You finally took the GMAT, and though your score was not bad, it was not what you had expected or hoped—so, not your best score, but certainly not so low that you need to take the test again. With a score just below where you think you should be, should you risk it all and take the test again? Well, the truth is that there is actually no risk in taking the GMAT a second (or even a third) time in pursuit of a better outcome.
If you do your best on the GMAT on your first try, you can rest easy and move on. However, if you do poorly or simply don’t live up to your potential, go ahead and take the test again. Simply put, you don’t need to worry that if you do worse on your second try, your target school will average your score down or worse, consider only your later, lower score. In fact, whether your score improves or gets worse, your target school will consider only your highest score, thereby eliminating any risk to you or your candidacy. So, if you score a 700 on your first test and a 670 on your second, you are better off than if you had scored a 690 on both.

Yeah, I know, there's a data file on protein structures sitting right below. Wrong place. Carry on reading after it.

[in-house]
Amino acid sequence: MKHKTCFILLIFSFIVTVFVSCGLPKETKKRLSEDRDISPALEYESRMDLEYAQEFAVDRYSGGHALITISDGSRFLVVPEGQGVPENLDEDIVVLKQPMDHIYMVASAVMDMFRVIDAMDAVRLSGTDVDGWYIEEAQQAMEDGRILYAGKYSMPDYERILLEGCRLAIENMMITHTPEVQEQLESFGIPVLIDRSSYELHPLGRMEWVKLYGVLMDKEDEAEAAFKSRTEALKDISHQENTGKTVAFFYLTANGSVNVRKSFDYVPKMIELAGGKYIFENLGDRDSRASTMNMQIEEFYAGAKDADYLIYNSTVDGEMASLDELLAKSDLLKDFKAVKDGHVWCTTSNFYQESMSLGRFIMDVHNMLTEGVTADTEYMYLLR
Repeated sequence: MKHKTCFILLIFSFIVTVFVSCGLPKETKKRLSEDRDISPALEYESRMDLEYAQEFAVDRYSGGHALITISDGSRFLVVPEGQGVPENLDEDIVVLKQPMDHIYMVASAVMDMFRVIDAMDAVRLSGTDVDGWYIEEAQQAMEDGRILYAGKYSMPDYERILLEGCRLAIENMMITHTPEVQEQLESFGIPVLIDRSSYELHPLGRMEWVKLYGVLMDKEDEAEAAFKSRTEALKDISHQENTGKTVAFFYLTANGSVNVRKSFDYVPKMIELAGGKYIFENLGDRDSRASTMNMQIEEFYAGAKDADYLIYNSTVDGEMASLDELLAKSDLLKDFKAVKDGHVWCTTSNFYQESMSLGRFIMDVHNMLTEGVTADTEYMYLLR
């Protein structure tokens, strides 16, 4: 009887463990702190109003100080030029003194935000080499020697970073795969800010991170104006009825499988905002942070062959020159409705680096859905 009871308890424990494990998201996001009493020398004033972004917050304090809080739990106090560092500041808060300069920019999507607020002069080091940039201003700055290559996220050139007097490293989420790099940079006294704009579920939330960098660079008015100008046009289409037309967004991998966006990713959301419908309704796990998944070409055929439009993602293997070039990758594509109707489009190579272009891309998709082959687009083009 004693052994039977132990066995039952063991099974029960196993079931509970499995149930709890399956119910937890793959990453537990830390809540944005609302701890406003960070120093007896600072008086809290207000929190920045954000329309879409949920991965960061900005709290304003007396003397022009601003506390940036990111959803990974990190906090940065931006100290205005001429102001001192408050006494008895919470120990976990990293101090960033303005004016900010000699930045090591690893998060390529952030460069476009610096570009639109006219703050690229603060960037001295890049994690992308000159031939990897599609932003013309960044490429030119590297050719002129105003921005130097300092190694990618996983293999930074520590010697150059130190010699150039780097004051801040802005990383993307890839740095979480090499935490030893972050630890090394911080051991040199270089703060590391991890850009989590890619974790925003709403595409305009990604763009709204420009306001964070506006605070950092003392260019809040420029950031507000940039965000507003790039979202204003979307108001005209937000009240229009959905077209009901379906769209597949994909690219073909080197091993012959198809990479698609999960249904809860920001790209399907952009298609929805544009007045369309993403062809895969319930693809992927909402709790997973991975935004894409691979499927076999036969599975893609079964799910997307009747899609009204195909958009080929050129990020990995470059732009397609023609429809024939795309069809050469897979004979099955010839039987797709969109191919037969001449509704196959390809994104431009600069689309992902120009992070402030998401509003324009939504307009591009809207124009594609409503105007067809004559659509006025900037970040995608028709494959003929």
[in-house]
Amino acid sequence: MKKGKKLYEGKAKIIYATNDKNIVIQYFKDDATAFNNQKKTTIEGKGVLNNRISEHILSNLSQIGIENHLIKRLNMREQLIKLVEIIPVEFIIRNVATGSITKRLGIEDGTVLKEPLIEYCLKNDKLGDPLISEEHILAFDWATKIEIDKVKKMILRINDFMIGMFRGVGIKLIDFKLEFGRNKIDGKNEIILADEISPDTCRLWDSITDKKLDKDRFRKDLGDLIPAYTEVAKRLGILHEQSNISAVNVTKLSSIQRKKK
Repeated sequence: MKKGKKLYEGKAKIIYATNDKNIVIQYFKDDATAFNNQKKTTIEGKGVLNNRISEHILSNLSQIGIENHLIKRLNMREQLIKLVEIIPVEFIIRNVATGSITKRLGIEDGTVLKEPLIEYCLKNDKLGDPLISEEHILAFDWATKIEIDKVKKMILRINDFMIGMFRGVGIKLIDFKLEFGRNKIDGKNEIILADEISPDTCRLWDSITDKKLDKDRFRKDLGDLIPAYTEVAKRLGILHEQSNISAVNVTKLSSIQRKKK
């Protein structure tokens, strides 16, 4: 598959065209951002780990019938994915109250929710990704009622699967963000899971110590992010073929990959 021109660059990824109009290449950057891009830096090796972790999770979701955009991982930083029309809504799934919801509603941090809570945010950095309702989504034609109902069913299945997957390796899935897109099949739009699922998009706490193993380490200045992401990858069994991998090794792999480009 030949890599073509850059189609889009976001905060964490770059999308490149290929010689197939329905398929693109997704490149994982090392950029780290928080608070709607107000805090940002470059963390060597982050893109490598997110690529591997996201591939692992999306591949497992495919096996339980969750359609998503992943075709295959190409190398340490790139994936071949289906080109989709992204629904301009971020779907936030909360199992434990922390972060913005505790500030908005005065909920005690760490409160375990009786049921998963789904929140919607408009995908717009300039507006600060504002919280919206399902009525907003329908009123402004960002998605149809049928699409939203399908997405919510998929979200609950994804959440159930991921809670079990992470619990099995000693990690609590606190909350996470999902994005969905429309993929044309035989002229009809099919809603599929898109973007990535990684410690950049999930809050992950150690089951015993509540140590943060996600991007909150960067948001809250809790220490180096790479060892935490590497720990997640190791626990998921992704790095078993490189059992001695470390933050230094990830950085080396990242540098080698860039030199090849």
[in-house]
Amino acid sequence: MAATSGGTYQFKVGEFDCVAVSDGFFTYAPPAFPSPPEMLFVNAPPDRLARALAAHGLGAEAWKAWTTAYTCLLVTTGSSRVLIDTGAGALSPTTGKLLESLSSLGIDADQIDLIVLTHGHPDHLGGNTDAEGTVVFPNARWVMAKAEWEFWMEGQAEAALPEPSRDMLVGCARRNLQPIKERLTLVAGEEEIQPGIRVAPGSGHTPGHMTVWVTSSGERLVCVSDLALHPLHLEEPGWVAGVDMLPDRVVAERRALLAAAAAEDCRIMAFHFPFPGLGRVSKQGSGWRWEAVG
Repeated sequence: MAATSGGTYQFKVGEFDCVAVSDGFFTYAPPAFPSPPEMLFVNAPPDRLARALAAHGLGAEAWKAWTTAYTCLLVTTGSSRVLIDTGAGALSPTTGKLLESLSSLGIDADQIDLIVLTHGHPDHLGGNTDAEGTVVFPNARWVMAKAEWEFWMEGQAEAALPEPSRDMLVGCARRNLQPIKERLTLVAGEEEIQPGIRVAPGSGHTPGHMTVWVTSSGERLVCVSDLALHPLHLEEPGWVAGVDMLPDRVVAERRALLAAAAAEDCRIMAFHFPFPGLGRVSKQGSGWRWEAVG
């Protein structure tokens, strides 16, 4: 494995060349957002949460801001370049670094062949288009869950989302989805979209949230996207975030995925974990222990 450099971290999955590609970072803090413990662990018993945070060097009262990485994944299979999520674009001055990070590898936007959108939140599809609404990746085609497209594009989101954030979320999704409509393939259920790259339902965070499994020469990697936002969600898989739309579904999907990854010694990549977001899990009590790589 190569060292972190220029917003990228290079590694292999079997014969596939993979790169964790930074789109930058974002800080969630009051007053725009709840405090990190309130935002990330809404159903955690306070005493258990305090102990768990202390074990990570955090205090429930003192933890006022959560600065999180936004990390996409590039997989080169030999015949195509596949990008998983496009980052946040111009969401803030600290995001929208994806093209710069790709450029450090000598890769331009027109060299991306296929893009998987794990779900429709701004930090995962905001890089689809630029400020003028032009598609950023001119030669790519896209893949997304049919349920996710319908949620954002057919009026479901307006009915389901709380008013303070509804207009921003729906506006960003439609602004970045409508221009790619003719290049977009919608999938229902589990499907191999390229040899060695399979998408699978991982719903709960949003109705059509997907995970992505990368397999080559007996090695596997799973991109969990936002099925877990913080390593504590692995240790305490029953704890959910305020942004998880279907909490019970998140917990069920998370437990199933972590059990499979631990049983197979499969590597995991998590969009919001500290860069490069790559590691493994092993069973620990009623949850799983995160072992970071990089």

It is worth noting that Dartmouth-Tuck tacitly encourages multiple attempts at the GMAT by allowing applicants to create a synthetic score on the GMAT. Tuck will take an applicant’s best performance on each section of the GMAT (verbal or quantitative), even if the individual scores are from different tests, and will count them toward a single score that the school will calculate on its own.
So, relax and take the test again if you have time and, more importantly, can do better. However, unless you feel that you can improve, taking the test over and over again is pointless. You would be surprised how many people take the GMAT repeatedly without considering improvement at all.